Jul 8, 2015

Recap: Seattle Design Festival Design Rumble

By Laura Aguilera-Flemming

The Seattle Design Festival isn’t until September, but Design in Public, the local organization putting on the annual two-week event, has already kicked things into high gear by generating ideas during its Design Rumble. Held in mid-June, the one-day workshop gave interested attendees (including designers and architects) and builders  the opportunity to develop public installations to debut in Pioneer Square during the festival’s first weekend. This year’s theme, Design for Equity, stems from the goal of giving people of all ages, genders, backgrounds, and income an opportunity to access design.

Five activity partners—Feet First, Taskar Center for Accessible Technology, Skate Like a Girl, MarketShare, and Alleycat Acres with Pike Place Market—each presented pitches to the room of designers and builders, describing their installation ideas and goals and soliciting feedback. Here’s a closer look at their proposals.

To see how each project is coming along, stop by the Design Rumble Report-Back #1 this Friday, July 10, at DLR Group, starting at 6 pm.

Feet First, an organization that promotes sustainability and community, hopes to improve walkability along Seattle’s waterfront. Ideas included isolating the waterfront from construction madness, promoting physical activities such as interactive sports for adults, and highlighting the history of the area—the past, present, and future.

Tapping into Seattle’s tech-centric side, Taskar Center for Accessible Technology wants to develop an installation to support and engage those with disabilities. The organization, founded by University of Washington’s computer science and engineering department, talked about creating an interactive play kiosk that involved experiences with all five senses, including an obstacle course for the public to better understand the challenges of living with a disability.

Fighting the stigma that “girls can’t skate,” Skate Like a Girl is a non-profit organization that focuses on youth, play and performance, offering kids of all genders the chance to learn how to skateboard on their own or with a parent. Open to any and all ideas they opened the floor to the designers, who came up with a skate-able performance installation, a skate ramp with multiple uses, an urban jungle gym, and interactive hands-on art.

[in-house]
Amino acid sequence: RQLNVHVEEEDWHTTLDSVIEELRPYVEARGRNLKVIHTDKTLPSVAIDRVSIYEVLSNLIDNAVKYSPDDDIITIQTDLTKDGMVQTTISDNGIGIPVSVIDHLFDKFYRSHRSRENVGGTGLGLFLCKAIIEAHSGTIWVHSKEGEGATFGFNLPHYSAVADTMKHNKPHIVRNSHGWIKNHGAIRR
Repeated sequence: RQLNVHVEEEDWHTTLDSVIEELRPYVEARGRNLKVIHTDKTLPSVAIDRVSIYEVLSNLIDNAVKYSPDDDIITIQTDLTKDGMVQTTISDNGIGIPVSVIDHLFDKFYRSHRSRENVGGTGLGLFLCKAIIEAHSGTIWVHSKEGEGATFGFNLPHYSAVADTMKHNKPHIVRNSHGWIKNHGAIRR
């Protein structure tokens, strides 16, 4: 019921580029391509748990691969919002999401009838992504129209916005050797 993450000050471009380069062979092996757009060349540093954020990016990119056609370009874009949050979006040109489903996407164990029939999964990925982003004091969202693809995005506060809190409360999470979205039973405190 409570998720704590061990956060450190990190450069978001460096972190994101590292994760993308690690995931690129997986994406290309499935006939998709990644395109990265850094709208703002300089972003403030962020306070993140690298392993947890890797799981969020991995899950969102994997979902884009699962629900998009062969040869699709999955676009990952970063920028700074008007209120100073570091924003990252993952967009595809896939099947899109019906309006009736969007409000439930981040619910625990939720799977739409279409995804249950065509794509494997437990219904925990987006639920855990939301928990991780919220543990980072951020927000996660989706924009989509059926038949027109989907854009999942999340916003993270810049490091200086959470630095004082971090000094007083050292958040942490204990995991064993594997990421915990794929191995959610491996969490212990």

MarketShare, a non-profit organization working to build an international food market, helps empower immigrant and refugee entrepreneurs and teaches them how to operate their own small business. For SDF,  MarketShare hopes engage the public to actively support their cause, eventually working to create a physical international food market in the area. Contributed ideas for the installation included a modular kitchen space, growing produce in office buildings, a terrain transport vehicle, or interactive farm tools.

In a similar vein, Pike Place Market discussed their involvement with farm development and helping to support refugee farmers through collaborative sales channels. They discussed the need for infrastructure for farmers who have to haul huge loads of produce every day. Alleycat Acres is an organization that supports community-run produce farms in vacant property lots to take advantage of underutilized land in Seattle. They recently started growing produce on small planting strips in the Seattle area, calling them Alley Kittens. Their ideas included protecting produce from car fumes, a mobile toolshed, and Plexi-glas raised gardening beds.

In the months leading up to festival kickoff each team will meet to continue the brainstorming process, eventually coming up with final plans for each installation, designing and building them to be public-ready for the September Block Party. Contractors including Lease Crutcher Lewis, Mallet, Howard S. Wright, and Hoffman are donating time and supplies to help build the installations.

Stay tuned for our Q&A with Design in Public program director Susan Surface, with insight about this year’s festival, the broad possibilities for its theme, and what she’s looking forward to in September.

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